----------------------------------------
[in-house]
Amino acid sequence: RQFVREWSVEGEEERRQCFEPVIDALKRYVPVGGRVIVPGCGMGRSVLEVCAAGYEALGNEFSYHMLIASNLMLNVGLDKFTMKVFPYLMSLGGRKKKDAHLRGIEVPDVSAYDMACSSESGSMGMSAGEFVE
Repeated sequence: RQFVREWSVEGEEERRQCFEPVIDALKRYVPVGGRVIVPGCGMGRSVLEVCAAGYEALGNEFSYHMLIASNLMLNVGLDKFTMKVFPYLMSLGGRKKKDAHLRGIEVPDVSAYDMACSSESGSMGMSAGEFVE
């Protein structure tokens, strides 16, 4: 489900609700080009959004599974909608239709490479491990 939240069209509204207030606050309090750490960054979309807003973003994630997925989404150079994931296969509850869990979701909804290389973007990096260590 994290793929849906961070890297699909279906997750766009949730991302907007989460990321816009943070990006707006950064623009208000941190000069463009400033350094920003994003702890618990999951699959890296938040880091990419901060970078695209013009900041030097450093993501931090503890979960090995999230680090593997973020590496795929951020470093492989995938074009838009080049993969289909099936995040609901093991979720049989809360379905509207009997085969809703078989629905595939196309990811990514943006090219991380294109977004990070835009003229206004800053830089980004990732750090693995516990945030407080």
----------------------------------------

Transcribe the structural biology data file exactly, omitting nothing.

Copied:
[in-house]
Amino acid sequence: RQFVREWSVEGEEERRQCFEPVIDALKRYVPVGGRVIVPGCGMGRSVLEVCAAGYEALGNEFSYHMLIASNLMLNVGLDKFTMKVFPYLMSLGGRKKKDAHLRGIEVPDVSAYDMACSSESGSMGMSAGEFVE
Repeated sequence: RQFVREWSVEGEEERRQCFEPVIDALKRYVPVGGRVIVPGCGMGRSVLEVCAAGYEALGNEFSYHMLIASNLMLNVGLDKFTMKVFPYLMSLGGRKKKDAHLRGIEVPDVSAYDMACSSESGSMGMSAGEFVE
């Protein structure tokens, strides 16, 4: 489900609700080009959004599974909608239709490479491990 939240069209509204207030606050309090750490960054979309807003973003994630997925989404150079994931296969509850869990979701909804290389973007990096260590 994290793929849906961070890297699909279906997750766009949730991302907007989460990321816009943070990006707006950064623009208000941190000069463009400033350094920003994003702890618990999951699959890296938040880091990419901060970078695209013009900041030097450093993501931090503890979960090995999230680090593997973020590496795929951020470093492989995938074009838009080049993969289909099936995040609901093991979720049989809360379905509207009997085969809703078989629905595939196309990811990514943006090219991380294109977004990070835009003229206004800053830089980004990732750090693995516990945030407080």